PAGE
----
- Of the natural steroids, dihydrotestosterone was the strongest competitor with an IC50 of about 20 nM. The IC50 for the fish specific androgen, 11- ketotestosterone, was approximately 40 nM, followed by both testosterone and androstenedione at about 100 nM
- Important to note that all of the above steroids tested were used in the in vivo studies that were selected to support this AOP demonstrating that all bound to the fhAR with a higher affinity than 11- ketotestosterone.
- Concentration dependent increased differentiation to testes:
- Studies with zebrafish and Japanese medaka (Oryzias latipes) exposed to 17β-trenbolone during development resulted in masculinization in a concentration-dependent manner as evidenced from a significantly increased maturity of testes (Orn et al., 2006; Morthorst et al., 2010; Baumann et al., 2014) for some studies, this was determined ether by the abundance of spermatozoa and/or by the area of the testis.
- Concentration dependent increased male biased sex ratio:
- Exposure of developing zebrafish to different concentrations of 17β-trenbolone and dihydrotestosterone led to an increased number of males in a dose-dependent fashion (Orn et al., 2003; Holbech et al.,2006; Morthorst et al., 2010; Baumann et al., 2013; Baumann et al., 2014)
- Concentration dependent decline in population trajectory:
- Modeled population trajectories show a concentration-dependent reduction in projected population size (Brown et al 2015, Miller et al. 2022) based on the ratio of male to female. Population-level effects exposure of fish to AR agonists have not been measured directly.
Because this AOP involves actions during a specific development transition from an undifferentiated to differentiated gonad, the temporal concordance of the events is implicit. A male biased sex ratio cannot be observed until the population has undergone sexual differentiation. Likewise, reproduction and associated population growth rate cannot be assessed until the animals achieve sexual maturity.
We are aware of no cases where substantial exposure of susceptible teleost fish species during sexual differentiation to known AR agonists did not impact male sex ratios (for reviews see Pandian and Sheela 1995 and Leet et al. 2011). There are cases however, in which exposure to aromatizable androgens such as methyltestosterone can lead both to masculinization and feminization of fish (e.g., Piferrer et al. 1993; Orn et al., 2003); this most likely is due to conversion of the androgen to its corresponding estrogen analogue (i.e., methylestradiol; e.g., Hornung et al. 2004 ). In other instances, non-aromatizable androgens (e.g., dihydrotestosterone) have been reported to feminize fish exposed during early development (e.g., Davis et al. 1992; Bogers et al. 2006). The mechanism underlying this is uncertain, but plausibly could involve binding to the estrogen receptor which is known to interact with a variety of steroids, including androgens at comparatively test concentrations.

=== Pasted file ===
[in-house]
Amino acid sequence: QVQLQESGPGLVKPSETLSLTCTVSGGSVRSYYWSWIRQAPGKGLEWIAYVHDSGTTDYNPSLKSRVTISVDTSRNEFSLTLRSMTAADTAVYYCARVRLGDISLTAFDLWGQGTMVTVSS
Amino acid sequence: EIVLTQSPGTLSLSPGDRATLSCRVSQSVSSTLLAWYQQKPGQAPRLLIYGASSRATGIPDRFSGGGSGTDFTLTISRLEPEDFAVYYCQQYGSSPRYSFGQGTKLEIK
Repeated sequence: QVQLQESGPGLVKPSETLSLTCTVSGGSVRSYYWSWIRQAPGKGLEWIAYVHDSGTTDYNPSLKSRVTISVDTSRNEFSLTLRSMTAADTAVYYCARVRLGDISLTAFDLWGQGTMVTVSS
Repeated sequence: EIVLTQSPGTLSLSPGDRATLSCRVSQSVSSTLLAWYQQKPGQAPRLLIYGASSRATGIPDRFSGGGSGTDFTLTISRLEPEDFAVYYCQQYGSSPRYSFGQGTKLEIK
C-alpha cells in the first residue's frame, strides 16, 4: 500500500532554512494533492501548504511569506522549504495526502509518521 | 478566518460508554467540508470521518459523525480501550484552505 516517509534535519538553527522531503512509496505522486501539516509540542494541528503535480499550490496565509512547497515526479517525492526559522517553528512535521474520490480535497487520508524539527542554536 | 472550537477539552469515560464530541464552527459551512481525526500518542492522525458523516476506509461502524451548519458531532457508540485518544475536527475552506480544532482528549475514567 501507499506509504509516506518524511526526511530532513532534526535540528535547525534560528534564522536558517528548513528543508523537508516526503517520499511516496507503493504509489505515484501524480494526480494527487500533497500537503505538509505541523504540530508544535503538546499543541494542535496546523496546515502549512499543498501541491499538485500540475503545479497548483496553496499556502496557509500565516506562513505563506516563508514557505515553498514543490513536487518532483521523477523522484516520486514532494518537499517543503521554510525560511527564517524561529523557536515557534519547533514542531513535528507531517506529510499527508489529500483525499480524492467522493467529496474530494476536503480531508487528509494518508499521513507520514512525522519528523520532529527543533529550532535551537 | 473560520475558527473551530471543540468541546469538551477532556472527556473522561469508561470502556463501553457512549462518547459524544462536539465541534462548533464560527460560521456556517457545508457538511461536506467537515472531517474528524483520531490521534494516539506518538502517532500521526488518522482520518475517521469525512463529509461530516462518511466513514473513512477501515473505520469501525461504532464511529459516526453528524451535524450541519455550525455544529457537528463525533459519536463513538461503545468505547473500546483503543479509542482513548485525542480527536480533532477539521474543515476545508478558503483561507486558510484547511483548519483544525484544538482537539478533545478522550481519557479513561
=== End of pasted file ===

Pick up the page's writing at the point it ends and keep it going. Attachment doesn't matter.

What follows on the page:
The adverse outcome is not wholly specific to this AOP. Key events included overlap with AOPs linking other MIEs (e.g., aromatase inhibition, AOP 346) that can lead to male biased sex ratios.
Uncertainties, inconsistencies, and data gaps
Overall, there is strong empirical support for the proposed AOP. We did not find notable inconsistencies in the literature reviewed as part of this AOP development. However, there were several notable data gaps which could potentially be addressed through further research:
(1) The detailed gene expression and signaling mechanisms via with AR activation induces differentiation to testes is not well understood or defined. If key steps in this process could be defined, one or more additional key events could potentially be inserted between Event 25 (agonism, androgen receptor) and Event 1790 (differentiation to testes, increased).
(2) Population-level consequences of a male biased sex ratio are based on modeling. At present, we found no empirical studies that establish the effect of a male-biased sex ratio on population growth rates. Current models assume that other demographic variables such as predation rates, prey availability, habitat availability, etc. are unaffected by sex ratio. This may or may not be the case in real-world populations.
Known Modulating Factors
|Modulating Factor (MF)||Influence or Outcome||KER(s) involved|
At this time available data are insufficient to develop a quantitative AOP linking AR activation to male biased fish populations.
Considerations for Potential Applications of the AOP (optional)
Sex ratios can be a useful endpoint in risk and hazard assessment of chemicals. In July 2011, the Fish Sexual Development Test (FSDT) has officially been adopted as OECD test guideline no. 234 for the detection of EDCs within the OECD conceptual framework at level 4 (OECD, 2011b). The Fish Sexual Development Test (FSDT; OECD TG 234, OECD, 2011) covers endocrine disruption during the developmental period of sexual differentiation of particularly zebrafish and uses gonadal differentiation and sex ratio as endocrine disruption-associated endpoints for indicating EAS (estrogen, androgen and steroidogenesis) activity (Dang & Kienzler 2019). Therefore, this AOP can provide additional support to the use of alternative measurements in this type of tests by screening for androgen receptor agonists.